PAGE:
Gary Slusser That's all folks!

    The height of the drain line is the critical part, not the length of the run downhill to the drain.

    If the height is over 8' from the drain line connection on the control valve up to where it goes horizontal or downhill, you increase the ID of the drain line but... 3/4" would have been more than enough. AND THEN you could tee the softener line into that filter line instead of running a separate line. Both use the same water so there is no contamination in one and not the other.

    The reason you could do that is due to the filter and softener being set to backwash and regenerate at different times; like one starts at least 30 minutes after the first one has finished; although they shouldn't be set to do their thing on the same night in some cases, like a low producing well. The filter should do its thing first.

    You must get rid of the belly in the softener drain line so it can all drain out instead of freezing. The foam will not add any heat to the water so it isn't going to prevent freezing. The freeze would occur a bit later than with no foam.

    BTW, I agree with your plumber with the exception of the trap. The hole in the side of the vertical pipe being used as an air gap allows any odor out of the vertical line so the trap serves no purpose and causes a potential freeze problem. Well, I wouldn't have used PEX either, I would have used 3/4" PVC IF I had to increase the ID. 3/4" PEX does not have a 3/4" ID, it is smaller because PEX, copper and CPVC maintain the OD because they are all copper tubing size (CTS), not iron pipe size (IPS) that maintains the ID.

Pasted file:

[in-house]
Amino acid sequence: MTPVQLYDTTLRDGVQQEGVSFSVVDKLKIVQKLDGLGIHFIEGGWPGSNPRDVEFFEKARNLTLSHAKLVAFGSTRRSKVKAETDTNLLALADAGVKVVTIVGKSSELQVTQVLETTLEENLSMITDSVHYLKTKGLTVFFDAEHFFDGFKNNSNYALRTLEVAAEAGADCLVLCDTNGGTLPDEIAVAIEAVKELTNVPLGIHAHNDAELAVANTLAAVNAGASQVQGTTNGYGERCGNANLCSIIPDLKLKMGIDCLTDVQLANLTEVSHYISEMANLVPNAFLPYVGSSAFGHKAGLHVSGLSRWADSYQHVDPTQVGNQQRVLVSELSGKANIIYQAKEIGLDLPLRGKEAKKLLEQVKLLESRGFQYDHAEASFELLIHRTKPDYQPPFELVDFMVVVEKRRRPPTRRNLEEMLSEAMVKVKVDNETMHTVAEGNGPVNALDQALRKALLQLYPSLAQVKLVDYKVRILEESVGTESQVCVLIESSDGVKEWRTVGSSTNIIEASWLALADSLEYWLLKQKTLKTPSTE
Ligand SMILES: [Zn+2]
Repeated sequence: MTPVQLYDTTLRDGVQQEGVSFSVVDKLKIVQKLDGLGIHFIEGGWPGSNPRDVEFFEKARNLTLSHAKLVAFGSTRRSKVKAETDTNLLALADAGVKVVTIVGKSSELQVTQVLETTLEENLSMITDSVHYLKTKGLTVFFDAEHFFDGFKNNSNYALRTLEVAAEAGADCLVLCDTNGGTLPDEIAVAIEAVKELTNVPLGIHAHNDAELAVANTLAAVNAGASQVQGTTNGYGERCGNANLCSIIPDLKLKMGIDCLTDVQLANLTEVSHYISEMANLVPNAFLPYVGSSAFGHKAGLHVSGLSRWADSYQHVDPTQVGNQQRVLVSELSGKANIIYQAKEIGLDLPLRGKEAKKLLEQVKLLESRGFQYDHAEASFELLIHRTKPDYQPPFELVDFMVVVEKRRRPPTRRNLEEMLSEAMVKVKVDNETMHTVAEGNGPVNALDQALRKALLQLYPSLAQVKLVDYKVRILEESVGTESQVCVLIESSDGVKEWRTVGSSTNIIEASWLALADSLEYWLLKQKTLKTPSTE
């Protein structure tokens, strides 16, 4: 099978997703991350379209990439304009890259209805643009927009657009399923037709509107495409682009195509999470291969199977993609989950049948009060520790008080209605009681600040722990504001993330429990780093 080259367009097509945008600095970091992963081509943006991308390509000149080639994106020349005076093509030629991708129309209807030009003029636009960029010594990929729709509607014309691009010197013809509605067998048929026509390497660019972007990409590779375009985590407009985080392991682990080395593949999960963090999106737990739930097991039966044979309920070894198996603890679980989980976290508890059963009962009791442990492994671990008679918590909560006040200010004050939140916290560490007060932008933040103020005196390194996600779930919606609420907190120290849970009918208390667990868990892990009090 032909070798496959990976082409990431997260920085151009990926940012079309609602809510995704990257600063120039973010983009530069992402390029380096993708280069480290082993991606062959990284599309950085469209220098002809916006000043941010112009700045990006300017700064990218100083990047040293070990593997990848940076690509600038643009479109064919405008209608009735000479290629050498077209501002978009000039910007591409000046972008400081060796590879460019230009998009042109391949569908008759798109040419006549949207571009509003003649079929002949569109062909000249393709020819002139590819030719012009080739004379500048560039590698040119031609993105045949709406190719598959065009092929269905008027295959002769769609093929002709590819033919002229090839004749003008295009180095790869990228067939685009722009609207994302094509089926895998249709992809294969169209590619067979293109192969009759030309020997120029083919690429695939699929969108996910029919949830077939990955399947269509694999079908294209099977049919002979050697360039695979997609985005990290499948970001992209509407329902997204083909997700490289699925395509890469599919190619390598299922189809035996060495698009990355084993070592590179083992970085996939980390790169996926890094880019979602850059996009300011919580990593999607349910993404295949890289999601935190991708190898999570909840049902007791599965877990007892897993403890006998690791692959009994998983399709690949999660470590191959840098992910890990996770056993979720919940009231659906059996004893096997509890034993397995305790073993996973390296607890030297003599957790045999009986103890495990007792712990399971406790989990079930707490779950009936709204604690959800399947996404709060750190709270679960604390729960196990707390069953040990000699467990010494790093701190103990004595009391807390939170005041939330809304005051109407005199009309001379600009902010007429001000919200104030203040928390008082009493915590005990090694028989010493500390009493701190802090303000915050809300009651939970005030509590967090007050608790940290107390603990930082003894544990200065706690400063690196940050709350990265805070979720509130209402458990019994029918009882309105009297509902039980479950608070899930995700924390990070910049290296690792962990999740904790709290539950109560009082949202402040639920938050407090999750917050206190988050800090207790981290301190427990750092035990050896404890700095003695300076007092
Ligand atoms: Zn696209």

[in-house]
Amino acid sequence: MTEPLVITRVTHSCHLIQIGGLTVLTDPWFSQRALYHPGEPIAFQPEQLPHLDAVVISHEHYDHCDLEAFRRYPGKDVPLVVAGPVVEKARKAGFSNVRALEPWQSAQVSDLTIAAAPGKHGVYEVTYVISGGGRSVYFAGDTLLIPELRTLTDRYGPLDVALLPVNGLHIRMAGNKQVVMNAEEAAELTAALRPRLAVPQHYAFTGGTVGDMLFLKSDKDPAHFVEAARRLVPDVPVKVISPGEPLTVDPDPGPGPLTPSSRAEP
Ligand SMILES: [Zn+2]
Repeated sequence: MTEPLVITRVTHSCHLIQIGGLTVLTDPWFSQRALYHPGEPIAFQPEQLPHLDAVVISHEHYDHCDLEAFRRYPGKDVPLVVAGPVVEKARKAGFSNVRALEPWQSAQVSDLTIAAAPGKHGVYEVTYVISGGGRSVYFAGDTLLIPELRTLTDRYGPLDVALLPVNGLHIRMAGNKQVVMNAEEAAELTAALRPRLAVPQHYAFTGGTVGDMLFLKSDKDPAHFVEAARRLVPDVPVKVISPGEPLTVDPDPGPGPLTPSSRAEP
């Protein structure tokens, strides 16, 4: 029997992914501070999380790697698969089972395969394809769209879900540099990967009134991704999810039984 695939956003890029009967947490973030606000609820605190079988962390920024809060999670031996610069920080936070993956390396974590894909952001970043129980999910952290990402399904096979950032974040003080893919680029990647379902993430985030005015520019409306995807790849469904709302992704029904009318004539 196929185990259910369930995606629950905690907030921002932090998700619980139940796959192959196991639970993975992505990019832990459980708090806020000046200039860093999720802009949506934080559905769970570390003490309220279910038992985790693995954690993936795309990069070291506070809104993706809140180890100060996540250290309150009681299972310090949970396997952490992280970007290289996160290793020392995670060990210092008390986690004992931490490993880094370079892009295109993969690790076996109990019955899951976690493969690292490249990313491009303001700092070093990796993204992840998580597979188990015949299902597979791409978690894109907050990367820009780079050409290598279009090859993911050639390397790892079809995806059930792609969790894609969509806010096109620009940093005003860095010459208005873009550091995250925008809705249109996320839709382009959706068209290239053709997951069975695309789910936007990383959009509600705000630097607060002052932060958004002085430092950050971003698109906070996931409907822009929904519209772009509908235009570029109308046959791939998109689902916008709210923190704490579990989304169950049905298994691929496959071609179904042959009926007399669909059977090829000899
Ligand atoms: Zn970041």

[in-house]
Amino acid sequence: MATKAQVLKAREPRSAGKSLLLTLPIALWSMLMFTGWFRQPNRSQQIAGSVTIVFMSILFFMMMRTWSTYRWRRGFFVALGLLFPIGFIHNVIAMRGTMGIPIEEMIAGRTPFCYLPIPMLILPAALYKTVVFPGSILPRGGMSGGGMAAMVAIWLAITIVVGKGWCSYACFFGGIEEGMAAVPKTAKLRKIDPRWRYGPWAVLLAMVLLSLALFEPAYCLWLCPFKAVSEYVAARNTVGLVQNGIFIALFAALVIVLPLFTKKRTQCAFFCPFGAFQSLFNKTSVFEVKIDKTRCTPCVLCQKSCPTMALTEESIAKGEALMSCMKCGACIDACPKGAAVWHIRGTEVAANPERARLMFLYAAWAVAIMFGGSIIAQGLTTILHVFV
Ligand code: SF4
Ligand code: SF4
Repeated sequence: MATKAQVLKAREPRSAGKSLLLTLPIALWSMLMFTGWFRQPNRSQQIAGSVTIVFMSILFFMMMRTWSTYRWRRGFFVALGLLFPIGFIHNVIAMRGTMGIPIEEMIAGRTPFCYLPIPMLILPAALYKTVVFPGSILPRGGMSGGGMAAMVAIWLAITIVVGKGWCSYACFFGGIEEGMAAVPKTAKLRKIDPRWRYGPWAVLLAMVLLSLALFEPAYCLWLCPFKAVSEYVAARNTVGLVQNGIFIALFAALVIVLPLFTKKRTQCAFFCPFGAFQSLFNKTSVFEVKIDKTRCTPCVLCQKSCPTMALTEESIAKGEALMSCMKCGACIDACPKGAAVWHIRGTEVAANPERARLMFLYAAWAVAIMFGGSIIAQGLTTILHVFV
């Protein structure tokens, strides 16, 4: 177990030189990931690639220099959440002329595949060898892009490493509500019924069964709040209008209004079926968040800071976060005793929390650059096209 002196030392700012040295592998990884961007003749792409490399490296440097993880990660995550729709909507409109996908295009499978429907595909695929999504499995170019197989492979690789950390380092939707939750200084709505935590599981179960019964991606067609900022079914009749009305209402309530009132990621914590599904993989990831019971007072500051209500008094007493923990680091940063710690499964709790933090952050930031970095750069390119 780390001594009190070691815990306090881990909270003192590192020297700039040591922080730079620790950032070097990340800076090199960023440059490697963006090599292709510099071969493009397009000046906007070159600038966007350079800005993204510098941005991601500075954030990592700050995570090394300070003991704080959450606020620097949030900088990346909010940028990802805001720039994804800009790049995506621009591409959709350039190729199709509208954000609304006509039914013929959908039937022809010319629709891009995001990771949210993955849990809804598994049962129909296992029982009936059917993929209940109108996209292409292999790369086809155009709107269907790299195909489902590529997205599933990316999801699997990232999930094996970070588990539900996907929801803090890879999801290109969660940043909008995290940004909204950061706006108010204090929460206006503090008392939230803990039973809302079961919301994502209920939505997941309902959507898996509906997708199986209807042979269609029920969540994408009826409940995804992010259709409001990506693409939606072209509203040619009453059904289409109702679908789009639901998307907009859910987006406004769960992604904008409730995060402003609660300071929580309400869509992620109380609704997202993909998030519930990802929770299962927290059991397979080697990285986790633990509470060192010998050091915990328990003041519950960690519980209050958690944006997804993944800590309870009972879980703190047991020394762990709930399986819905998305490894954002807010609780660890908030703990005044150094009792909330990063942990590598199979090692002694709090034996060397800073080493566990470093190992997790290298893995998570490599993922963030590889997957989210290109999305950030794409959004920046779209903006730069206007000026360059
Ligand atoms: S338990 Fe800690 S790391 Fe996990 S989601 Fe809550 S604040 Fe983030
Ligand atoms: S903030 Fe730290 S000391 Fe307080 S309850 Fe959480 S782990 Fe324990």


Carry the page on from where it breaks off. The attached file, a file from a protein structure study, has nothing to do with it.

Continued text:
If the height was less than 8' I would have used one piece of regular (5/8"OD) opaque PE drain line and teed the softener into the filter line about 3' past the connection on the filter.
  17. hobiecatter

    hobiecatter New Member

    Messages:
    49
    Location:
    TX
    Ok, I have included some more pictures for clarification.
    As for the softener drain using the PEX 1/2 ID (5/8 OD) it goes up from the softener about 6 feet, but then as you can see in the pictures it doesn't really go down hill the entire way, especially at the end where it goes up the elbow. So would this existing PEX be ok if I maybe just fastened it to the underside of the roof in that corner so that it goes up a couple more feet creating more of a down hill?

    What about just tying it into that 1" PVC in the attic that the filter is using and remove the rest of the PEX so that they go down one 1" line across the attic. Any other ideas of how I should salvage this, or should I just remove both drain lines and do exactly as you said Gary.

    Please help as I have our first freeze coming in a couple of weeks.